Has this happened to you yet? You wake up one day, look in the mirror and don’t even recognize the person staring back at you?
Over the last couple of years I seemed to have lost myself. In retrospect, I can see there were several factors that contributed to my downward spiral. My mother had serious health issues. My relationship with my manfriend was seriously tested and almost ended. And after decades of pursuing my dream of being a successful actor, I got burnt out and stopped auditioning.
The one constant that I’ve had throughout my life is my love of fashion. Fashion has always been able to cure what ails me. When my first serious boyfriend broke up with me, my Dad bought me a Gucci purse to make me feel better. And of course, it did. My love for that purse (and my Dad for giving it to me) outlasted any feelings I had for some silly teenage boy.
I knew I wanted to get back into fashion at some level, so I worked part time in a couple of retail stores. I figured it would give me a chance to get out of the house, make some extra money and enjoy a hefty discount on my designer clothing. Plus, I’ve been wanting to write a book about my experiences in retail ever since my first job out of high school at Martin’s Department Store in Gadsden, Alabama.
Returning to retail turned out to be a double-edged sword. On the one hand, I was getting enough content and personal experiences to write several volumes of my book. However, on the other hand, I was turning into a very bad person. Working in retail made me hate people. Retail is a very tough job if you expect any measure of respect in the workplace. I observed people behaving in a way that made me want to ask 9 out of 10 customers on any given day, “What the hell is wrong with you?” All the beautiful Manolos and Zac Posen’s and Alaia’s I was adding to my wardrobe were not worth the fact that I absolutely hated what I was doing. The downward spiral continued.
Then one weekend, a New York minute happened, and everything changed. My niece Hannah and her boyfriend were visiting from Birmingham and I just had to take them to one of my favorite spots – The GreenFlea Market on Columbus Avenue. I was drawn to a table showcasing the most interesting key pendant necklaces. I struck up a conversation with the designer, Cynthia Germain, and she told me her story of finding these keys while visiting family in Niger, West Africa. Turns out, discovering these treasures was a key (pun intended) turning point in her life. She told me that she suddenly realized she was visiting a country where women didn’t have all the opportunities that she had in America and that it was time for her to take advantage of those opportunities and do what she loved. I was so inspired by this woman that I just had to own one of these necklaces.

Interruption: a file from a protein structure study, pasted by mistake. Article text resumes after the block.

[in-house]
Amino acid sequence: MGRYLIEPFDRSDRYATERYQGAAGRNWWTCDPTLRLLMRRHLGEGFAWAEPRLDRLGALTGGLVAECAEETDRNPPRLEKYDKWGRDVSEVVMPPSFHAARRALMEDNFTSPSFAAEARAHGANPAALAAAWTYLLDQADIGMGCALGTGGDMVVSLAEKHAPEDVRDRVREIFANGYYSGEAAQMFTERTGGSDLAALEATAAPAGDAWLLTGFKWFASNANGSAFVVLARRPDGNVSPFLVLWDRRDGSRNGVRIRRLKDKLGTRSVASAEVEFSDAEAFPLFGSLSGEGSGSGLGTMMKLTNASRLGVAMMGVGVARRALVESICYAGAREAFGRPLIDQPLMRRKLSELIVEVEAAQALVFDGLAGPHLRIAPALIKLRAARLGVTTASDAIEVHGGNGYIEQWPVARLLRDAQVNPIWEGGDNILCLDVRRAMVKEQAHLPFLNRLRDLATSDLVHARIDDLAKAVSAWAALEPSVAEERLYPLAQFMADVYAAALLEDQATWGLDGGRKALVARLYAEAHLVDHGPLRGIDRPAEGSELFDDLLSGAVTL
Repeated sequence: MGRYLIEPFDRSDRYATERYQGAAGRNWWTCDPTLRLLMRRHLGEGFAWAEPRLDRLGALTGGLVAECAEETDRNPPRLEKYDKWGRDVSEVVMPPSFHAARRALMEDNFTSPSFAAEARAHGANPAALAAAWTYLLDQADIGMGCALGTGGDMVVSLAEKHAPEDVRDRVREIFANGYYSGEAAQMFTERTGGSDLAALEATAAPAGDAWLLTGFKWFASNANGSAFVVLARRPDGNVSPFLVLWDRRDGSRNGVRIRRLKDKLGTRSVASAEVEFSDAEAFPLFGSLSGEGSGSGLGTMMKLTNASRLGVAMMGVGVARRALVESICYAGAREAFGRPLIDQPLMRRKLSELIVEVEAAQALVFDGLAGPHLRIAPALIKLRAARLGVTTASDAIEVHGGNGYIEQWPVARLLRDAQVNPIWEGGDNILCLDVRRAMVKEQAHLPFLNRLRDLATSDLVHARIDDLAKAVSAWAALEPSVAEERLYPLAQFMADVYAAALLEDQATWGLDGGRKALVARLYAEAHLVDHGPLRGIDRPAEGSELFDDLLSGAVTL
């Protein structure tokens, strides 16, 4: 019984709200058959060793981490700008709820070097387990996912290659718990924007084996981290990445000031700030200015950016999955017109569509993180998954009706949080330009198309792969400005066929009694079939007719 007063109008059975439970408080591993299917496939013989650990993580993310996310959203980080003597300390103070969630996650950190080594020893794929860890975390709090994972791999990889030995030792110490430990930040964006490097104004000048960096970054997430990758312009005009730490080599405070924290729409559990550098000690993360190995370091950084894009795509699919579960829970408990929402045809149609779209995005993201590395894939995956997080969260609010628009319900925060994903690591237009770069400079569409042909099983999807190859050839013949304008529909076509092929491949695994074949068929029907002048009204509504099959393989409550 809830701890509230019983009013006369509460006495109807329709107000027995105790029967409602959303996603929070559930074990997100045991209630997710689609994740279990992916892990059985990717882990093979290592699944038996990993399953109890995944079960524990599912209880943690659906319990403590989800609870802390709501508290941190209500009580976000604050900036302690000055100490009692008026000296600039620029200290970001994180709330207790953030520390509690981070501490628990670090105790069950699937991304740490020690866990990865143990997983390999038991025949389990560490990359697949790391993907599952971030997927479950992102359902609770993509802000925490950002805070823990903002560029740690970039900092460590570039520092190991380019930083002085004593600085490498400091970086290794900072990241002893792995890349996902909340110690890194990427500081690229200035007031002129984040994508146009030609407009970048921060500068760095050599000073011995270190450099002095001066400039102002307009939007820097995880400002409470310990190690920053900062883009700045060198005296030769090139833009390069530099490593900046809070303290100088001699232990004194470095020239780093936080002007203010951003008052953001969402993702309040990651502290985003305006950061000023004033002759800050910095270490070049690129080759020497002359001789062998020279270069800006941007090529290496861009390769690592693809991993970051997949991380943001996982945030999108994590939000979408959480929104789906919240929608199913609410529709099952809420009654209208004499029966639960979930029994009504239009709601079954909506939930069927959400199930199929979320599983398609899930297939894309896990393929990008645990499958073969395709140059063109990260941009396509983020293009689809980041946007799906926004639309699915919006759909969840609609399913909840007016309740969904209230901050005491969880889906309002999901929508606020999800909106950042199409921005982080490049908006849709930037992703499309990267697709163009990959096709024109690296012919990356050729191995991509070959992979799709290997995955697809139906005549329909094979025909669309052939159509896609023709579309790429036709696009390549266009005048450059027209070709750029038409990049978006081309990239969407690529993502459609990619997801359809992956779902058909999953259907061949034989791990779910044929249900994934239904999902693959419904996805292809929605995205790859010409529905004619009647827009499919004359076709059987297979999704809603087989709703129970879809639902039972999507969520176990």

I purchased the necklace and put it on immediately. For the rest of that day, I thought about what she had said. I, too, have every opportunity to do what I truly love. I want to write. I want to harness the power of fashion to make women feel good about themselves instead of bad.
I began to think of my Master Key necklace as my superpower necklace. It gave me the ability to take risks and step outside of society’s norms. I turned in my notice at my retail job. The next week I traveled down to Birmingham to spend a week with my Mom and help my sister take care of her. And I got back to writing Stylaphile. (Have you noticed it’s been a couple of months since I’ve written anything new?)
Now I’m starting to feel more like myself. I’m back to exercising regularly (hello Shaun T…I’ve missed you). I’m working on my retail book. And I’m writing this post about how a necklace brought me out of my downward spiral, much like that Gucci bag from my Dad.
So, thank you Cynthia for my Master Key necklace. Thank you Dad for that Gucci bag so many years ago. With the right accessories, a woman can conquer the world.
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